“Our recent combat experience is not necessarily analogous to what we are going to have to do in the future.”

– Maj. Gen. John Nicholson
Commander, 82nd Airborne

Battle Plan (n) – a list of things that aren’t going to happen if you are attacked.

“No plan of operations extends with certainty beyond the first encounter with the enemy’s main strength”

“Strategy is a system of expedients.”

– Helmuth Karl Bernhard Graf von Moltke

Moltke’s notable statement that, “No campaign plan survives first contact with the enemy” is a classic reflection of Clausewitz’s insistence on the roles of chance, friction, “fog”, uncertainty, and interactivity in war.

“No plan survives first contact intact.”

Are we seeing a theme yet? Strategy and tactics are fluid, ever changing. Even if you’re employing the “best” tactics, things will change.

Fundamental skills and capabilities, however, always apply. A given stratagem will never work unless you have the developed skill and capability needed to pull it off. Because this always applies it should remain a priority.

The training needed to improve fundamentals improves self control under duress and that further reduces the chances of failure. It also trains the mental processes and reaction time that improves your ability to think and react under stress. Plus, it makes skillful application of fundamentals a more subconscious reflex, allowing more brain power to pay attention to and adapt to an ever-changing environment.

Of course, low level shooters continue to bleat that tactics beat marksmanship. Which tactics?

In a discussion with Jason Falla (Redback One) I pointed out that his Combat Fitness Assessment – Sprint course is just a modified, reduced version of Run Down matches shot in military shooting compeition at shorter distances. He scoffed that competitions don’t require ambidextrous shooting as needed in the real world to properly use cover, but his course does, thus making it more tactical.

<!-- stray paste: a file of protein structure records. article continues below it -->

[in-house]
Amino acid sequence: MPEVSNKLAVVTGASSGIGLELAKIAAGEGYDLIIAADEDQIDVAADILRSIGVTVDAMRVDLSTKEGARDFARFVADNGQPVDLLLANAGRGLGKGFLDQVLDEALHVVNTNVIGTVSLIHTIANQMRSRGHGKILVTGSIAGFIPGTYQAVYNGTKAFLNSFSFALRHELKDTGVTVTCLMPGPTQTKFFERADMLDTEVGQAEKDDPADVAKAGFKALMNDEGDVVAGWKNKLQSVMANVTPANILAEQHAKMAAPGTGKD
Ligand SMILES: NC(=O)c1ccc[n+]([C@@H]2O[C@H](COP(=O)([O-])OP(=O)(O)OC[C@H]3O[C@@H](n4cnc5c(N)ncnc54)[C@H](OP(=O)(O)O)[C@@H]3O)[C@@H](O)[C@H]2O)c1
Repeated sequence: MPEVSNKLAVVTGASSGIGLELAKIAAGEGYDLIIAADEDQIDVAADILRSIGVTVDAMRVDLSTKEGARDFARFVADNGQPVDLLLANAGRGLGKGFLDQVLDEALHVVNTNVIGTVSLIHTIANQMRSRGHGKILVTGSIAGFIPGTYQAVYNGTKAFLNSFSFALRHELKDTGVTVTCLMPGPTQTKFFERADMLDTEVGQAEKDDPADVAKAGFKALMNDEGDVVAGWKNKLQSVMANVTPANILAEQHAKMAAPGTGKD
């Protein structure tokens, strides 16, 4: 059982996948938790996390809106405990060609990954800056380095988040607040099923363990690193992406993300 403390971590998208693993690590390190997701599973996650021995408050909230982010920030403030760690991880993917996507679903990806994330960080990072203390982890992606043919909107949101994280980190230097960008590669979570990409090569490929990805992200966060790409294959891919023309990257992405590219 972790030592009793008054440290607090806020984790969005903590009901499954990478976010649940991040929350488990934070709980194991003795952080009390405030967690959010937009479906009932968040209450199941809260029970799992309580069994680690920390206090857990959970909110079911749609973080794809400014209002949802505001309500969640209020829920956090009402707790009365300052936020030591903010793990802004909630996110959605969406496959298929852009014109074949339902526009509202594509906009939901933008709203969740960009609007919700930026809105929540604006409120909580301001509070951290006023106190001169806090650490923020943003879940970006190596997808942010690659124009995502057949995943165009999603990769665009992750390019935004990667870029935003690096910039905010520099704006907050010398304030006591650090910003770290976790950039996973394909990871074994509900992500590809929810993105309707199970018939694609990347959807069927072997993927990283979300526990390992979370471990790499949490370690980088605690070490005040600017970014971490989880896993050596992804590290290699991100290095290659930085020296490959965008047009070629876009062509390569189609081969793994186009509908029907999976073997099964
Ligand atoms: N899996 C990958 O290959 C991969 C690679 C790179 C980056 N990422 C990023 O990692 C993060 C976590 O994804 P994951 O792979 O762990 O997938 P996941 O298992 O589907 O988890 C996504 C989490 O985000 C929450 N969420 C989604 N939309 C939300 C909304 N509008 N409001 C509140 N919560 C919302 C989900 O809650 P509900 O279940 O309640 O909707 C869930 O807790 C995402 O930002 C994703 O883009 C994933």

When I pointed him to links showing AASAM and AFSAM match programs detailing courses of fire requiring ambidextrous shooting and testing the same thing, he ignorantly scoffed again and bleated out, much to the enjoyment of his sycophants, that I was just a competition shooter and therefore don’t know anything about tactics.

While attending a course hosted by Paul Howe at his CSAT school, Mr. Howe expressed his displeasure with competiton shooting. When I asked for an example, he replied that competition shooters have too much emphasis on ambidextrous shooting than is needed real world. The Howe/CSAT tactical approach to using cover is to always shoot strong shoulder, move aggressively from cover, own the area and “service” threats as needed.

Falla and Howe both teach tactics and shooting in tactical situations. They can’t agree on a simple tactical approach on how an individual is best able to shoot around and use cover. I can only imagine how much they diverge on team tactics.

A fellow instructor that teaches at a local law enforcement academy tells his students that, “The tactical approach that let me survive my first gun fight would have gotten me killed in the second.” His point is that tactics are basically applied common sense and that the “best” tactic in one situation might be a poor choice in another.

I don’t put much faith in anyone claiming to have the best/ideal approach to tactical shooting. Those that do can’t even agree among themselves what and how “proper” tactical training is or how it should be conducted.

You won’t magically become skillful while fighting baddies, terrorists, goblins, ninjas, pirates or zombies, regardless of the lies your favorite instructor has soothed your ego with. For a skillful marksman and gun handler, appropriate defensive movements/positions/stances (whatever you deem them to be…) can be quickly learned. The target and timer is telling you the truth, if you’re willing to listen.

Fundamental skills always apply. Marksmanship and good gun handling is an example.